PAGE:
QUICKLINKS AND VIEW OPITONS
Liquid calories do not decrease appetite
Wednesday, October 27, 2010 8:02 am Email this article
Liquid calories, such as in soft drinks, do not decrease appetite the way that solid calories do according to a recent study from Purdue University in West Lafayette, Indiana. Since soda consumption has increased at least 40 percent since the late 1970's, this may help partially explain the rapid rise in obesity.
Lean people eating 450 calories per day of jellybeans for a month ??? calories as solid food ??? they reduced the rest of the food they ate during the rest of the day by 530 calories per day ??? more than enough to compensate for the calories from the jelly beans.
However, when these same people consumed 450 calories as caffeine-free soda per day for a month, they did not reduce calories they ate during the rest of the day. They ate slighty more—76 calories more than they did before the study started in addition to the 450 calories from the soda.Effect of Solid Calories on Intake
Solid calories reduced fat, protein & carbohydrate intake
While the group consumed the jellybeans for a month, they:
- Reduced their fat intake by 20 grams per day, from 76 to 56 grams per day.
- Reduced their protein intake by 14 grams per day, from 86 to 72 grams per day.
- Reduced their carbohydrate intake by 273 grams per day, from 297 to 24 grams per day.
Effect of Liquid Calories on Fat Intake
Liquid calories increased fat intake
While the group consumed 450 calories per day as soft drinks for a month, they:
- Increased their fat intake by 8 grams per day from 77 to 85 grams per day.
- Reduced their protein intake by 41 grams per day from 130 to 91 grams per day.
- Reduced their carbohydrate intake by 49 grams per day from 291 to 242 grams per day.
Subjects: 7 men, 7 women
The study consisted of 7 men and 7 women who on average were 23-years-old and had a body mass index (BMI) of 22.
Everybody consumed 450 calories as caffeine-free soft drink for one month (4 weeks), and then after waiting one month they consumed 450 calories per day as jelly beans. They could consume them anytime during the day.
Effect on Hunger or Exercise
No difference in hunger or exercise
Subjects reported no difference in hunger or physical activity during either period.
Both groups gained a little weight, but while drinking the soda they gained a little more.
While eating the jellybeans for a month, they gained 0.8 pounds—they went from an average weight of 149.5 pounds to 150.3 pounds—however, this was not statistically significant.
However, while consuming the soda for a month, they gained 1.1 pounds—they went from an average weight of 149.0 pounds to 150.1 pounds. This was statistically significant.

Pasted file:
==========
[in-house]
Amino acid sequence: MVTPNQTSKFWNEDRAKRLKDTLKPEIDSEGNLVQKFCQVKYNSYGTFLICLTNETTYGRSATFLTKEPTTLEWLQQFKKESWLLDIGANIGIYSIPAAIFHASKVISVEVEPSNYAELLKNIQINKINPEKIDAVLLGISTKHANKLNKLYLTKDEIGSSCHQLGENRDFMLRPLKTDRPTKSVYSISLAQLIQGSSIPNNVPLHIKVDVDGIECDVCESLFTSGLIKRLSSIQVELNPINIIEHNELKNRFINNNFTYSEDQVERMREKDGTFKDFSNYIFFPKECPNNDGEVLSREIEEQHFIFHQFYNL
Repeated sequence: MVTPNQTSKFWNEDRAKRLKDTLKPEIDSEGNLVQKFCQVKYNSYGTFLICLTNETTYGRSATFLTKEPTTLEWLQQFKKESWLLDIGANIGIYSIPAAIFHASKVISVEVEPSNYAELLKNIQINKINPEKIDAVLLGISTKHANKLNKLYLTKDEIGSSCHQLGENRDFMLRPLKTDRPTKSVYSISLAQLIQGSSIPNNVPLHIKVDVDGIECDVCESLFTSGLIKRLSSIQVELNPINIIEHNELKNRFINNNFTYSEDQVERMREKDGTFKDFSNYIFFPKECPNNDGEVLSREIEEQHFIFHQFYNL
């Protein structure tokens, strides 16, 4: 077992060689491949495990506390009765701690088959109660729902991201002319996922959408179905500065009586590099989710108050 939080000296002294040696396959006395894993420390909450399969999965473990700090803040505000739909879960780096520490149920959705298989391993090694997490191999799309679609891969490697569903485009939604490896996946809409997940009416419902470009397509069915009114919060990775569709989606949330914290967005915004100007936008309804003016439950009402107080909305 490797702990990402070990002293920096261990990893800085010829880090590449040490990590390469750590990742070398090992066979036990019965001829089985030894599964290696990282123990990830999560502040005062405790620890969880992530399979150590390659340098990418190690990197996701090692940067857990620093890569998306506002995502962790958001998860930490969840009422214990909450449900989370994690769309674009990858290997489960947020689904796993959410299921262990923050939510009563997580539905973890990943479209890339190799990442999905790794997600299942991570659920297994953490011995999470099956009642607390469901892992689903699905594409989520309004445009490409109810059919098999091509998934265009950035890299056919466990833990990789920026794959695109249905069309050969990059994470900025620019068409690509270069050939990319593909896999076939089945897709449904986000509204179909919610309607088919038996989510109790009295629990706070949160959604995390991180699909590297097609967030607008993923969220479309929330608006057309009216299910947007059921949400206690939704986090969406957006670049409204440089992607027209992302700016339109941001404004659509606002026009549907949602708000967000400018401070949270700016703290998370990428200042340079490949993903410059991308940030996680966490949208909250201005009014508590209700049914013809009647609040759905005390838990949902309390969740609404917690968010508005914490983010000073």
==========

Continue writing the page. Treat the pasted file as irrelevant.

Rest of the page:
Note: This is a good example of how difficult it is to determine how much a person will gain or lose simple by making a few measurements of calorie intake.
Theoretically, the difference in body weight should have been about 4 pounds rather than 0.3 pounds. When consuming the soda they ate an extra 500 calories per day X 7 days per week X 4 weeks = 3500 calories X 4 weeks = 4 pounds, but it did not turn out that way.
Study Needs to Be Repeated
Study needs to be repeated with obese people
This study was done on young, lean people. It needs to be repeated on overweight and obese people to see how they react.
Previous research has found that lean people tend to be very good at adjusting their calorie intake, so that if they overeat at one meal, they under-eat at the next so that they do not overeat for the day, whereas obese people tend to be very bad at adjusting their calorie intake. Overeating at one meal does not tend to reduce calorie intake at the next.
Chewing reduces appetite
Previous research has found that chewing increases satiety.
This may be one of the reasons that solid calories reduce appetite, whereas liquid calories do not.
Solid Foods Effect on Metabolism
Solid food raises metabolism more than liquid
Previous research has also found that solid calories raise metabolism more than the same amount of liquid calories.
High-Fructose Corn Syrup
Sodas contained high-fructose corn syrup; jellybeans sucrose
It should be noted that the soft drinks contained high-fructose corn syrup, whereas the jellybeans contained sucrose. (See the recent articles on the problems with high-fructose corn syrup.)
Dimeglio D, Mattes R. Liquid versus solid carbohydrate: effects on food intake and body weight. Int J Obes Relat Metab Disord. 2000 Jun, 24(6):794-800.
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